14 June 2011

In Praise of U-Turns

Governments have three options:

Option 1: Be a radical, reforming government, and plough on with the reforms you feel are right for the country even in the face of criticism and unpopularity at your ideas.

Option 2: Avoid any reforms that might be controversial to avoid deep unpopularity.

Option 3: Be a radical, reforming government, but be willing to change course to avoid making unpopular and flawed reforms.

Option 1 was clearly favoured by Thatcher, as espoused by her famous quote - "the lady's not for turning". The problem is that such a belligerent attitude is deeply divisive, and while you may win some praise for 'strong leadership', your reforms could create negative consequences that could be avoided if you'd listened to criticism.

Option 2 will no doubt avoid lots of negative press. But what's the point in getting into power, something you've worked for your entire life, only to not do anything with it? You also miss the chance to make changes for the better, simply out of timidity at making a decision.

Option 3 involves changing your mind, and therefore provides an easy opportunity to be attacked as being 'not in control', prone to 'U-Turns', and of 'weak leadership'. However the benefits are numerous - your more popular and less criticised reforms will get through and have a real impact, and the policies that change will end up being better for the country. While you may be painted as 'weak' as you change course, it is clearly stronger than not trying make changes in the first place, and it takes courage to alter your plans in the face of insults thrown from the opposition.

A U-Turning government is a more pragmatic government, a more courageous government, a more democratic government, and if we're to have any faith in democratic process at all, it should prove to be a more successful government.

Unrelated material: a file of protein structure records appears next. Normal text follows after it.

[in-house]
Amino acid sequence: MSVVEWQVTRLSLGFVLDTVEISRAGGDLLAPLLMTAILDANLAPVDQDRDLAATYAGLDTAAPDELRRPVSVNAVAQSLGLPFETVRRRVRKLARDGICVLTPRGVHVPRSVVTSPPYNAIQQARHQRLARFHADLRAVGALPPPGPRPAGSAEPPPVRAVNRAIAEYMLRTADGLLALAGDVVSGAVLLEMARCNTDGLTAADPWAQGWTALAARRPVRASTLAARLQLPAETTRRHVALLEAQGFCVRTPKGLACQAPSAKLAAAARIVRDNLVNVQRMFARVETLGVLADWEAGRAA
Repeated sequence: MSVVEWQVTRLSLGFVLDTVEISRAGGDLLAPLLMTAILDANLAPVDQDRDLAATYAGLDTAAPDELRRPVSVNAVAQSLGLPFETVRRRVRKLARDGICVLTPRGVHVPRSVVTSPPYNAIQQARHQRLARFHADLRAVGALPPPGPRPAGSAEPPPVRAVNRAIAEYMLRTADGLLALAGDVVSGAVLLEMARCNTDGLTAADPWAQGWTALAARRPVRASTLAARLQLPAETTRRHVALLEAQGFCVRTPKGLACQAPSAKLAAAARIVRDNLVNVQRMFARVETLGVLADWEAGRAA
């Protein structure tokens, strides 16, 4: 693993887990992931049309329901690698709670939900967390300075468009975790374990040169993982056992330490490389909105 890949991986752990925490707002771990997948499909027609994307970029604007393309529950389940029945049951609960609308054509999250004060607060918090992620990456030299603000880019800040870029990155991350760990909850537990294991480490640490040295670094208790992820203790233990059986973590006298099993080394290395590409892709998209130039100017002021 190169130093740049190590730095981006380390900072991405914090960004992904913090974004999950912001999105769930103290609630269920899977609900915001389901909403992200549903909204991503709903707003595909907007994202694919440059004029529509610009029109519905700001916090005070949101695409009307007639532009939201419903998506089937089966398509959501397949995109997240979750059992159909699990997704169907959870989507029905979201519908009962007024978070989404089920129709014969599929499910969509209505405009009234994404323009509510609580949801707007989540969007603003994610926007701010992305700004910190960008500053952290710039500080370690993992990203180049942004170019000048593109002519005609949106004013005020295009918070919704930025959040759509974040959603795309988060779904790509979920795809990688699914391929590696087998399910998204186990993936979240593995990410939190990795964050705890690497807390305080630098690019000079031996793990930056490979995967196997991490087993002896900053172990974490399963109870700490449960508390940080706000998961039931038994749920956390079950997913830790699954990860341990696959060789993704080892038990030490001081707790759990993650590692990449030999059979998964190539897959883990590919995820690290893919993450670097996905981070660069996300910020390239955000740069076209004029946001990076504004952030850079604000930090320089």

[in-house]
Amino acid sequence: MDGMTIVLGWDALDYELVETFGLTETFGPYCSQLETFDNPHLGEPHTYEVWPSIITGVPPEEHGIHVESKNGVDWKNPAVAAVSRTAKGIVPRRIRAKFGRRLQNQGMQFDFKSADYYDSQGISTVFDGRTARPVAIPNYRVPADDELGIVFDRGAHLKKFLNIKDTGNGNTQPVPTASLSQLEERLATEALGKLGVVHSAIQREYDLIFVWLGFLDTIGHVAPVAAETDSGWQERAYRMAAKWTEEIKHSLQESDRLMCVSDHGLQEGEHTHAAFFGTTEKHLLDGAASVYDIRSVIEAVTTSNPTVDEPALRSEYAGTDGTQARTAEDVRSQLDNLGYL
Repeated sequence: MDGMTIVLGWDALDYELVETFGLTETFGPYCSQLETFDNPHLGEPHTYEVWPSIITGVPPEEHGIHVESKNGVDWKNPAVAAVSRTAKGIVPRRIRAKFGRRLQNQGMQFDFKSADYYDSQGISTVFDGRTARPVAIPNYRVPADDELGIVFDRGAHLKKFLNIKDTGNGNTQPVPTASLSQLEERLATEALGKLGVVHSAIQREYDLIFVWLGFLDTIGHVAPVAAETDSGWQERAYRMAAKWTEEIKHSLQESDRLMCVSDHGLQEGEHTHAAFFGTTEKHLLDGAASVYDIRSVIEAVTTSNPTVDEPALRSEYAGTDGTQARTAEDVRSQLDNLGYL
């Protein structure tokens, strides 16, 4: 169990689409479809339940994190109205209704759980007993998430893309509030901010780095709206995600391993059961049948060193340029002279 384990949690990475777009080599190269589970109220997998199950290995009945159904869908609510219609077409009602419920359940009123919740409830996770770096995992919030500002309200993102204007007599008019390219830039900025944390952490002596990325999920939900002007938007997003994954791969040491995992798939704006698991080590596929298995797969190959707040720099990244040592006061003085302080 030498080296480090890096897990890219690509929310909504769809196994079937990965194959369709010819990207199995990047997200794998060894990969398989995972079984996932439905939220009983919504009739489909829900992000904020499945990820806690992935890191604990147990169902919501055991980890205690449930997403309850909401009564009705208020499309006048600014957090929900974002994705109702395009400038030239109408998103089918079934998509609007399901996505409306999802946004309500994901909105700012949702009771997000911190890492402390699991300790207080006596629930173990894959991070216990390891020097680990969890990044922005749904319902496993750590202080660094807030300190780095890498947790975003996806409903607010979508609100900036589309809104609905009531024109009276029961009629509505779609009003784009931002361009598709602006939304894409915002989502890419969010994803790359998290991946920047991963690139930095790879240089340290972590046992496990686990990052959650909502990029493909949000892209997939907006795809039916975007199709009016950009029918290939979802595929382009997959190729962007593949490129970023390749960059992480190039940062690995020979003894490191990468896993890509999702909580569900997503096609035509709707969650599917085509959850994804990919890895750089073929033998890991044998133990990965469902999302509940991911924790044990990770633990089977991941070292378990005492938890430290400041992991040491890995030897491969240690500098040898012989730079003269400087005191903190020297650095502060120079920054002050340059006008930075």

So here's to listening, engaging, responding, reforming, and yes, U-Turns.

8 June 2011

Creating Opportunities In The Homelands Of Economic Migrants

If ambitious people in underdeveloped countries have no opportunities in their native country, they'll migrate to developed countries. If developed countries want to reduce migration, erecting border controls is not enough. There will still be ambitious people are still driven to improve themselves, and they'll cross borders illegally if that's what it takes.

So developed countries need to work with underdeveloped countries to create the conditions that will remove the need for the ambitious to be economic migrants, and instead gives them a chance of self-improvement in their homeland.

Take a look at this TED talk which describes a model to create cities that could perform this very function:

Free movement without borders is an end in itself for me, but to achieve this as a long term goal, the large numbers who fear large-scale immigration need to have their concerns addressed. Meanwhile, the government will only reduce net migration if it engaging in schemes like this.

6 June 2011

Facing Up To The Challenges Of The New Boundary Regime

It's time to dust the cobwebs off the blog, this time merely to suggest that the Liberal Democrats need to significantly reform the way we operate if we are to survive the upcoming national political climate.


The Parliamentary Voting System and Constituencies Act 2011 could have introduced two major changes to the way general elections. The voting system was subject to a referendum and subsequently rejected by voters, so only the constituency changes are now to go ahead. In summary, the changes are:

• Reduce the number of constituencies from 650 to 600;
• The electorate in each constituency will vary by no more than 5% (with a few exceptions for islands and sparsely populated areas of Scotland);